Theatre: The late Sarah Kane in her own words

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In rehearsals for `Blasted'

"Everyone has worked really honestly on the play, so even if it's a disaster, there won't be anyone to blame."

"One year's writing and 23 years' living. What am I going to do for the next one?"

After the `Blasted' furore

"Everything they said was a lie. They didn't say anything that was true, except that I'd written a play. I knew the tabloids wouldn't like it, but the response has been hysterical and apoplectic."

"It is distressing, if not entirely surprising. I expected criticism, I didn't expect it to become a news item. It's a 65-seat theatre and suddenly it's Newsnight and The World at One. The thing that shocks me the most is that they seem to have been more upset by the presentation of violence than by violence itself. A 15-year-old girl has just been raped in a wood but there's more space in the tabloids about my play than about this brutal act. That's the kind of journalism that the play absolutely condemns."

"There is no real debate in this country about how you represent violence in art. The violence in this play is completely de-glamorised. It's just presented. I resent the idea that I set out to shock. I wrote it to tell the truth. Of course that's shocking. Take the glamour out of violence and it becomes utterly repulsive. Would people seriously prefer it if the violence was appealing?"

"If I had written something more polemical, with clearly defined good and bad characters, maybe it would just have been dismissed as a bad play and the reaction would have been calmer."

"I hate the idea of theatre just being an evening pastime. It should be emotionally and intellectually demanding. I love football. The level of analysis that you listen to on the terraces is astonishing. If people did that in the theatre... but they don't. They expect to sit back and not participate. If there's a place for musicals, opera or whatever, then there should be a place for good new writing, irrespective of box-office. What do we want our culture to be remembered for in a hundred years' time: Neighbours?"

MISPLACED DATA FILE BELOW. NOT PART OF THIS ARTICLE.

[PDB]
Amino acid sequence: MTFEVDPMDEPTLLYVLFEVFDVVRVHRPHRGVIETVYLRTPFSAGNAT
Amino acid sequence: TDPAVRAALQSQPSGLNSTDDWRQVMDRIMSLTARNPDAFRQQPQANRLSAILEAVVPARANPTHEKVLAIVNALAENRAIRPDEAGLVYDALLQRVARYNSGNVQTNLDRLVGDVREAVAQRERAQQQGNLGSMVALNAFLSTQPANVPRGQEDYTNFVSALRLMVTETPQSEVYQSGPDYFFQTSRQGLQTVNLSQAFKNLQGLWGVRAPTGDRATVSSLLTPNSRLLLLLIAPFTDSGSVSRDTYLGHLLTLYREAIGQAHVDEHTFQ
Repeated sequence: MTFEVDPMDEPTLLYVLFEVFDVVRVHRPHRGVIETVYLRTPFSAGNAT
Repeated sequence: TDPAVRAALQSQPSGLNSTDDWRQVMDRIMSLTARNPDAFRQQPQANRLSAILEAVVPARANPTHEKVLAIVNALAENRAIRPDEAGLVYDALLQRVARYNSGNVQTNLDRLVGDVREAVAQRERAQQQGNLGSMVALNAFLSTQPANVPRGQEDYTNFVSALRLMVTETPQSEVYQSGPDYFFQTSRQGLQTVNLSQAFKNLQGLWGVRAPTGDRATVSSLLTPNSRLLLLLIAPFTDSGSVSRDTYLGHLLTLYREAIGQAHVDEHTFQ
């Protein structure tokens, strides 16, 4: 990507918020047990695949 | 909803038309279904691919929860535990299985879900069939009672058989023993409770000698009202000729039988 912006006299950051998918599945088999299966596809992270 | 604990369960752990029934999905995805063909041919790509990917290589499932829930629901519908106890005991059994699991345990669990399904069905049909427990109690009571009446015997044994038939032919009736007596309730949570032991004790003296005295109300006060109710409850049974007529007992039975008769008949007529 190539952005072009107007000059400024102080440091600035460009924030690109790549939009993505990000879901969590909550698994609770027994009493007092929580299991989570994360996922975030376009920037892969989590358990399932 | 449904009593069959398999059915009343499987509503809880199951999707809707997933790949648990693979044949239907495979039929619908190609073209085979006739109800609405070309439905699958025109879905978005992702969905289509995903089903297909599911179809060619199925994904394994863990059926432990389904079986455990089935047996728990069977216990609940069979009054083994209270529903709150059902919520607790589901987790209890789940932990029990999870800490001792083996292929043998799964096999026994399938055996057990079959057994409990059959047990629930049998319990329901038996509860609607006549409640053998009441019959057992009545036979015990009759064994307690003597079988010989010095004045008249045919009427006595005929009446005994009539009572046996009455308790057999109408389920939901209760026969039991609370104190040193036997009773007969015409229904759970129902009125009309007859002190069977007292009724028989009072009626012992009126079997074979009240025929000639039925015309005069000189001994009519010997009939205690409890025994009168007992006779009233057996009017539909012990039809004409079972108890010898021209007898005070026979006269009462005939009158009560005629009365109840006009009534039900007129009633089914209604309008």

"Once you have perceived that life is very cruel, the only response is to live with as much humanity, humour and freedom as you can. Writing is an expression of that - so it is ironic that people are trying to clamp down on it."

During rehearsals for `Phaedra's Love'

"Like Hippolytus, I committed the unforgivable sin, which is knowing that God is real and consciously deciding to reject Him. I believed in God but not in the lifestyle that Christianity demanded. I knew a lot of Christians who I thought were fundamentally bad people and a lot of non-Christians who I thought were utterly beautiful, and I couldn't understand that. So I made a conscious decision to reject God and gradually my belief subsided. According to the Bible I am now utterly damned. The point in Phaedra is that if you're not sure God exists you can cover your arse, living your life carefully just in case, or you can live your life as you want to live it. If there is a God who can't accept the honesty of that then, well, tough."

"A lot of people won't see beyond the fact that there was a lot of nasty stuff in Blasted and there's even more in this."

"Through being very, very low comes an ability to live in the moment because there isn't anything else. What do you do if you feel the truth is behind you? Many people feel depression is about emptiness but actually it's about being so full that everything cancels itself out. You can't have faith without doubt, and what are you left with when you can't have love without hate?"

During rehearsals for her production of `Woyzeck'

"I'm not interested in sloganising. No one would listen to me. But what you can do is put people through an intense experience. Maybe in a small way from that you can change things."

Sources: `The Independent', `The Independent on Sunday', `The Big Issue'